Further to a previous post giving early warning of the sudden shut-down of the Long Term Business Visa policy in December 2013, the new replacement Instructions have now been unveiled. They open on 24 March 2014.
It’s a points-based system in which you have to score a minimum of 120 to get through. Points are awarded for:
- experience either running your own business or being a “senior manager” in someone else’s
- how many jobs for New Zealanders your business venture will create
- Projected turnover (for export businesses only)
- a business that provides “new or unique products”
- amount of capital investment – note that this means investment in hard assets and not simply working capital sitting in a bank account
- setting up the business outside Auckland (bonus points)
Although I previously thought that the “new or unique products” criterion was a non-negotiable component of any Business Visa application, it now appears that it is only another way to earn points. Nevertheless, it is influential because it scores 30 points. So is the points table for setting up an export business – you can earn 80 points for showing a turnover of more than NZ$1 million.
The graduated points system is prescriptive – you get 20 points if you employ 2 people, and 30 points if you employ 3 people. I foresee that applicants must be very careful about the claims that they make in their Business Plan about what the business will achieve, and how it will do it. If it later turns out that the business turnover was not as high as promised, or it could not employ as many people as claimed, then future visas will probably be declined and you will have to start all over again.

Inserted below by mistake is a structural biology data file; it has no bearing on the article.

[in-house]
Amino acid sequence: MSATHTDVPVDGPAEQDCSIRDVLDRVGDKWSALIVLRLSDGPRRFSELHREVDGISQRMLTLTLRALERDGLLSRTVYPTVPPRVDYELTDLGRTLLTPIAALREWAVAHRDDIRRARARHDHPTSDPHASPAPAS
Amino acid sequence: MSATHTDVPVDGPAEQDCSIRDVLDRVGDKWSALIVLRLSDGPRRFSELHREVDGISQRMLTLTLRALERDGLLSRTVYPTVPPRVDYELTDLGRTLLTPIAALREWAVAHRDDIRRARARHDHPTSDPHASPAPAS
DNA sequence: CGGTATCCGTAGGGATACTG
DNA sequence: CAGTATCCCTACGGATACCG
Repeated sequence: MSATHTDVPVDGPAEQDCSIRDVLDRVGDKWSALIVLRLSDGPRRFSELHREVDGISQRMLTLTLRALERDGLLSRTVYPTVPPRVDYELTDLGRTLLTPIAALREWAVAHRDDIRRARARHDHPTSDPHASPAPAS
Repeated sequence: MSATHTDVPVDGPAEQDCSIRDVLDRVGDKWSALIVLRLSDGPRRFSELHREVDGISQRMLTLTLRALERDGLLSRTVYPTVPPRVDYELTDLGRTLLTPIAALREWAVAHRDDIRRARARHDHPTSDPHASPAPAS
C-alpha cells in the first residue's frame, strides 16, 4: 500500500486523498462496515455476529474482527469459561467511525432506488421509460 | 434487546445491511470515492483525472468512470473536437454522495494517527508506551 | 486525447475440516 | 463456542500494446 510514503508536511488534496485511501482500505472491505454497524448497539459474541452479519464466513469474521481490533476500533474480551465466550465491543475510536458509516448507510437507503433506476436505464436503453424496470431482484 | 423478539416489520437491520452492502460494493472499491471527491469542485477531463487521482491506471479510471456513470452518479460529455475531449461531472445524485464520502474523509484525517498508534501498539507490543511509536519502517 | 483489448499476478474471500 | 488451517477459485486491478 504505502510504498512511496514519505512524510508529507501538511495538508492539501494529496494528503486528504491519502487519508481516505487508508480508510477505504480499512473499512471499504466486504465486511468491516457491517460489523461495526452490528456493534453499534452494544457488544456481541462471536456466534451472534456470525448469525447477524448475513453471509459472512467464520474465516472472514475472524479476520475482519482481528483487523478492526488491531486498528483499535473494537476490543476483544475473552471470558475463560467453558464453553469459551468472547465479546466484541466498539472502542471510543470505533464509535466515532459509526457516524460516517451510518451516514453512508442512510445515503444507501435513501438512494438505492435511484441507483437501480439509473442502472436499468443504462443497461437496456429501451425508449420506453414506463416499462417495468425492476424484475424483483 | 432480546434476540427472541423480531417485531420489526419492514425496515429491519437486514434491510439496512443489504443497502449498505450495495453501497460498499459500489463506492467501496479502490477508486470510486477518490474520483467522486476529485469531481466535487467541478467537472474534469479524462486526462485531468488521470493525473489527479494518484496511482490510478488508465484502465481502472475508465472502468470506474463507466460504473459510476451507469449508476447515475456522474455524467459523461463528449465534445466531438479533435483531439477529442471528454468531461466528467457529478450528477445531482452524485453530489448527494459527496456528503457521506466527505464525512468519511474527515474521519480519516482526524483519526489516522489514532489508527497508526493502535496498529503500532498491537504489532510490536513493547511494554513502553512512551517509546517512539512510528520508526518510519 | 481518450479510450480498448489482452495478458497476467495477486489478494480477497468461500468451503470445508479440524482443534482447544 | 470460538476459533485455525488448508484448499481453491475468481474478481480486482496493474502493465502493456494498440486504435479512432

There are some controversial elements of the policy which have been carried over. For instance, any applicant must invest a minimum of $100,000 in “capital” which cannot include “working capital”. According to this policy, working capital is “tied to assets used in the on-going maintenance or day-to-day running of a business.” This means that a funds reserve in a bank account to secure the financial viability of a business cannot be counted as “capital”, even though any accountant and competent business owner would put such funds on the Asset side of the ledger. Immigration believes that capital is bricks and mortar. So, bad luck for all those IT start-ups whose assets would amount to some PCs, desks and a Ping-Pong table.
Time will tell whether many migrant entrepreneurs will jump at the new visa Instructions. Immigration wants to attract the brightest, richest and best. My feeling is that anyone who has that level of enterprising spirit would be better of taking the easy (passive) route of Investor Residence.